Block-level element

Updated: 10/07/2019 by Computer Hope
HTML div tag

In HTML (hypertext markup language) programming, a block-level element is any element that starts a new line (e.g., paragraph) and uses the full width of the page or container. A block-level element can take up one line or multiple lines and has a line break before and after the element.

Examples of a block-level elements

  • <address> - Shows contact information.
  • <applet> - Embed a Java applet.
  • <article> - Contains the article's content.
  • <aside> - Describe a section of content.
  • <blockquote> - Denote a section that is quoted.
  • <canvas> - Draw graphics using JavaScript.
  • <caption> - Add caption to table.
  • <center> - Center text.
  • <details> - Create an interactive widget to hide text.
  • <dir> - Designate a collection of file names.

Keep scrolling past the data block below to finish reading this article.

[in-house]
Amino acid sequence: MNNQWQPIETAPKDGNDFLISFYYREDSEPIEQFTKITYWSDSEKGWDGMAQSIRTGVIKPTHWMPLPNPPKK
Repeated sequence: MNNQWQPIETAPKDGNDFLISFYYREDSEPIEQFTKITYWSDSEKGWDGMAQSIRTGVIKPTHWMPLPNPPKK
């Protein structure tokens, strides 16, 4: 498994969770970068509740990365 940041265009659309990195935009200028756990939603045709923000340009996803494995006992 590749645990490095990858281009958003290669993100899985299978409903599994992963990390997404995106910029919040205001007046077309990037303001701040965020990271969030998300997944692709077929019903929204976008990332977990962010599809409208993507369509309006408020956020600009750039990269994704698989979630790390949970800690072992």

• <div> - Creates a document division.
  • <dl> - Contain a list of definitions and their descriptions.
  • <dt> - Designate a term within a description list.
  • <embed> - Designate an area for interactive content.
  • <figure> - Designate an area of self-contained content
  • <form> - Creates an input form to capture data.
  • <frame> - Create a frame window of another page.
  • <h1> to <h6> - Creates a heading.
  • <header> - Create a header section.
  • <hr> - Create a horizontal line.
  • <iframe> - Create a window frame of a page.
  • <li> - Used to denote a list item.
  • <main> - Contains the content specific to a certain page.
  • <marquee> - Create scrolling text.
  • <nav> - Contains a page's navigations links.
  • <noscript> - Contains the content to use in browsers that don't support scripting.
  • <object> - Designate an object embedded into a web page
  • <ol> - Contains an ordered list.
  • <p> - Used to denote a paragraph.
  • <pre> - Contains preformatted text.
  • <section> - Group thematically similar content together.
  • <table> - Contains a table.
  • <ul> - Contains an unordered list.

Formatting, or styles, for a block-level element can be applied using CSS (cascading style sheets), assigning classes to different styles.

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